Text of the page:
Robert Brewer, CEO of Cleveland-based PSC Metals, wants to remake the scrap recycling company so it can thrive in the rapidly changing scrap metal industry.
Brewer took the top spot with PSC in September 2012 and brought with him a significant background in the metals recycling industry, having spent nearly 20 years working at scrap metal giant OmniSource Corp.
“I had the opportunity to sit in every chair at the company’s Fort Wayne, Ind., headquarters except the CEO position,” Brewer says of his time with OmniSource.
When Brewer says PSC Metals needs to respect its past but also look for ways to change, his industry background gives his outlook weight. The challenge, Brewer says, is changing areas of the company to reflect where the industry is headed while maintaining PSC’s strengths.
“I see myself coming to a company with a group of people who are looking for someone to move the ball forward,” he says. “I found lots of talented people who have some ideas on how to move the business. People are aware and want to be a part of it. What I see is a willingness to take what we know and get to the new place.”
Brewer says a key will be tapping into the backgrounds of many of the company’s employees. PSC has roughly 50 locations in 10 states, in part because of the many acquisitions it has made over the past 20 years. Companies acquired during that span include Luria Brothers, Steiner-Liff Iron, Southern Foundry, Knox Metals, Cash’s Scrap Metal and Iron and Luntz Corp. Brewer says his goal is to reflect the entrepreneurial spirit possessed by these earlier companies.
While tapping into the legacy of the company may help, PSC also must overcome a past that includes having gone through two bankruptcies.
Growth at All Costs
As a result of numerous acquisitions in the mid- to-late-1990s, PSC Metals and its former parent company, Philip Services Corp., became over-leveraged. Ultimately, the weight of the debt and an economic downturn resulted in Philip Services Corp. and several of its subsidiaries, including PSC Metals, filing for bankruptcy protection in the middle of 1999 and again in 2003.
“I think most companies who went through this tremendous growth of consolidation and technology had problems. Everyone grew too fast. There was no thought of what happens when the cliff comes,” Brewer says.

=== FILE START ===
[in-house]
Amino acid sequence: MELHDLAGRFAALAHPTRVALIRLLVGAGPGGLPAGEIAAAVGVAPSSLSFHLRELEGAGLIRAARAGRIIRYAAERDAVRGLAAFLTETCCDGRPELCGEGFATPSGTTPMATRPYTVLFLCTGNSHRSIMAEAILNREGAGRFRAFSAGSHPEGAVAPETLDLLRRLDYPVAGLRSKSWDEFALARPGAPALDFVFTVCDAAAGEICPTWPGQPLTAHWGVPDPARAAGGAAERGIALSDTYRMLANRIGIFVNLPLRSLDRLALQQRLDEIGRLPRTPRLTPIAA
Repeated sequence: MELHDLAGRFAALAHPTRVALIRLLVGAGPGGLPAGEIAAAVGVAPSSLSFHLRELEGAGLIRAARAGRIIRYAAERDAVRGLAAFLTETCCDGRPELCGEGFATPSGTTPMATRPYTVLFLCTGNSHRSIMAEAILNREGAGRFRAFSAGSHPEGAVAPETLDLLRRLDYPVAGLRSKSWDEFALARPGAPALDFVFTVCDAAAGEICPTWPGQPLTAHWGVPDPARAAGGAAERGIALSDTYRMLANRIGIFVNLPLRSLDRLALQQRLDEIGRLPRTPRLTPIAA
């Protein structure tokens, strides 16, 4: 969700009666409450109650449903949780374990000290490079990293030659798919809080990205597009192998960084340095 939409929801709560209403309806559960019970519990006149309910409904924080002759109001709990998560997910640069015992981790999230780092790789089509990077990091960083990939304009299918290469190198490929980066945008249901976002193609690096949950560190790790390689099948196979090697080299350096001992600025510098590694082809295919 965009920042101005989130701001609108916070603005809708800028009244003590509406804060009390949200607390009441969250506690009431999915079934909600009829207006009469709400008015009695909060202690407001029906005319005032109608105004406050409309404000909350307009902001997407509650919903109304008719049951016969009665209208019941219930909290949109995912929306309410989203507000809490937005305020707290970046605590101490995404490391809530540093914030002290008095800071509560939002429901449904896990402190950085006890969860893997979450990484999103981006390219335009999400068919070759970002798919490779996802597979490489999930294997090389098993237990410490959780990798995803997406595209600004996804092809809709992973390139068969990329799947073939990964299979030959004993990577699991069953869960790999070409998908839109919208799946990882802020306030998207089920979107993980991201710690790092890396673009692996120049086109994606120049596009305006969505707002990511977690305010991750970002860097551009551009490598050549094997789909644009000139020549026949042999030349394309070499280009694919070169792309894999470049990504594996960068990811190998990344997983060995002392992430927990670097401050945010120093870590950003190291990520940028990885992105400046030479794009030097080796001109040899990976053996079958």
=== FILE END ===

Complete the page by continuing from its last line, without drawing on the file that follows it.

The cliff Brewer refers to is the drop-off in volume and the margin compression that can come with a market downturn.
The involvement of famed investor Carl Ichan has helped PSC Metals to return to its position as one of the largest scrap metal recyclers in the country. Icahn and his affiliates increased their ownership stake in the company to 100 percent during the 2003 restructuring. On Nov. 5, 2007, PSC became a wholly owned subsidiary of Icahn Enterprises LP. The move helped to put PSC on solid fiscal footing.
While the deal gave PSC breathing room, the company needed to reinvent itself to be successful, Brewer says.
To Shred or Not to Shred
One item near the top of the list in PSC’s reinvention is the state of the auto shredder market. According to PSC Metals, which operates 10 shredders in the United States, repositioning its operations to maximize its shredding opportunities is one key to future success.
Brewer says plenty of sharp scrap metal operators feel there is an overcapacity of processing equipment in the market, especially auto shredders. “We have learned that the overcapacity of processing equipment has caused a phenomenon in the market and leaves many shaking their heads,” he comments.
Brewer adds, “Something has to happen internally. We can’t do it the way things were done in the past. We are going through a genesis moment on how we operate. We have to take knowledgeable scrap people and guide them through the paradigm shift.”
Stu Block, president of PSC’s Midwest region, says a current key to success in the scrap metal business is being able to make changes quickly. “Change is important and has to be done quickly.”
Block, who came to the company when his former company, St. Louis-based Cash’s Iron & Metal, was acquired by PSC in 2011, says the acquisition will be beneficial for the company in the long run. “We are making decisions today that will benefit us not only today but tomorrow as well. Our challenges are to think outside the box.”
The shift Brewer wants to implement will require changes in PSC Metals’ approach while still focusing on its auto shredding operations. “There is a new way to do it,” he says of auto shredding. “The market has created a condition that we must react to and conquer. That is what we are looking to do.”
One step the company is taking is empowering the management and staff in different regions to respond to new industry dynamics. “With Bob, PSC is now giving people the room to do what they need to do to grow the business,” Block says. “The first thing Bob Brewer said to us was, ‘What can I do to make you more successful?’ He has encouraged us to grow the business, to make big moves.”
Despite its legacy as a traditional scrap metal company, Brewer says all opportunities are being investigated to strengthen PSC Metals’ bottom line.
For instance, Brewer says he is looking to change PSC Metals’ approach to scrap buying. “Many companies have become fixated on building a system of feeder yards to supply their shredder machines and have lost sight of the value of scrap metal recycling for the community. While keeping the company’s shredders supplied with enough material is important, absence of any focus on community recycling needs is shortsighted,” Brewer says.
Brewer also stresses the importance of trading scrap with other recyclers. “If we are second- or third-best in class in a marketplace, and our technology is not up to the level of the other guy’s a few miles away, we will most likely be most successful as a supplier [to other recyclers with better processing technology]. But, when we are best-in-class in a market area and we have superior technology, we will exploit the opportunity to grow and maximize our success,” Brewer observes.